Essentials of Time and Space

Chapter 2 - Writing Workshop - LLLS 4344

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  • Crucial for students to have frequent, predictable time set aside for them to write

  • Scheduled writing time -> Minimum of 3 days a week, 1 hour a day

  • Journal writing may be used for Writer's Workshop IF it focuses on helping students feel comfortable with writing. If not, then it best used separately.

  • Encourage students to experiment with writing techniques during Writer's Workshop

  • Student choice is prevalent (important)

  • 3 Components Present in WW:
    1. Whole Group Instruction
    2. Time for Writing
    3. Response Time (may be done via whole group or small groups)

  • Mini Lessons Categories:

    1. Procedural
    How to get/use materials
    Where to confer with friends
    2. Writer's Process
    Strategies to use
    Techniques to use
    3. Qualities of Good Writing
    Deepen students' understanding of literary techniques
    4. Editing Skills
    Develop understanding of grammatical skills

  • Students (in WW) are rough drafting, planning, proofreading, etc.

  • Teachers (in WW) are conferencing with students about writing

  • Share Time
    Coach students in how to respond to each other's writing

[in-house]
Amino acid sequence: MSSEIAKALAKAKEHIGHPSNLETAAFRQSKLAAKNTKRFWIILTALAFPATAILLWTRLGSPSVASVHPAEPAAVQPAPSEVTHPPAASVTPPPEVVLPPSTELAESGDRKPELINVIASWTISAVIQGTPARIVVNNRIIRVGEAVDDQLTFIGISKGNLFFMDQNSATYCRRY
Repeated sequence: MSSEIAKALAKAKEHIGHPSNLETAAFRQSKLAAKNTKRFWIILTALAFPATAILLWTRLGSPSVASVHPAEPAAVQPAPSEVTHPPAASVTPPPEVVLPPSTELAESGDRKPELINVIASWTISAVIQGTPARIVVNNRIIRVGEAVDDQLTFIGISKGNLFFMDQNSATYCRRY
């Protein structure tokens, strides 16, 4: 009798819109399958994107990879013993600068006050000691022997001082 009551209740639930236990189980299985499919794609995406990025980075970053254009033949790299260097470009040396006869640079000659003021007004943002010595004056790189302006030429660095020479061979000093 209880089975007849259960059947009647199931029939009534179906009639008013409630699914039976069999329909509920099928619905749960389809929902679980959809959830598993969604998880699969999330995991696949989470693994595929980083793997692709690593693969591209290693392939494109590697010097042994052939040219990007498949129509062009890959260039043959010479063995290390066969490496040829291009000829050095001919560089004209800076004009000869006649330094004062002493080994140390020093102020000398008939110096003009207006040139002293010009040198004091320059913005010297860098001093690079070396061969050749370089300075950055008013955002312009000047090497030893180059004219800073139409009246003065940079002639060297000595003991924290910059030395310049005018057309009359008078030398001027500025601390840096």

• Meeting Place
    space large enough for entire class to meet

  • Place for Materials/Tools
    where will tools be stored?
    Tools: Pencils, Papers, Word Lists, Dictionaries, Folders, etc.
    Possible Solution: Establish a Writing Center

  • Desks/Tables Arrangements
    Cluster desks into groups of four (4) or six (6)

  • Reminders around the room --> Frees up teacher from being only source of information

  • Making it Work in the Classroom (p.20)
    1. Look at weekly schedule. Find 3-5 time blocks of 50 minutes to devote to writing

    2. If schedule appears full, ask yourself:
    - What lessons or other activities could WW replace?
    - Are there times already devoted to writing or language work? If so, what purposes do these serve?
    - Might they be better served with writer's workshop?

    3. Let your class know when writer's workshop will be

    4. Ask your students to talk about what they need in order to make the classroom a comfortable place to write

    5. Based on this input draw a map of the classroom and share it with them

    6. In the early weeks of the workshop keep asking the questions:
    - Have we created a comfortable place for writing?
    - Be willing to make changes along the way as you find what works for you and your group of students
  • "Time and space contour the container that will harness that energy" (quote from p.19)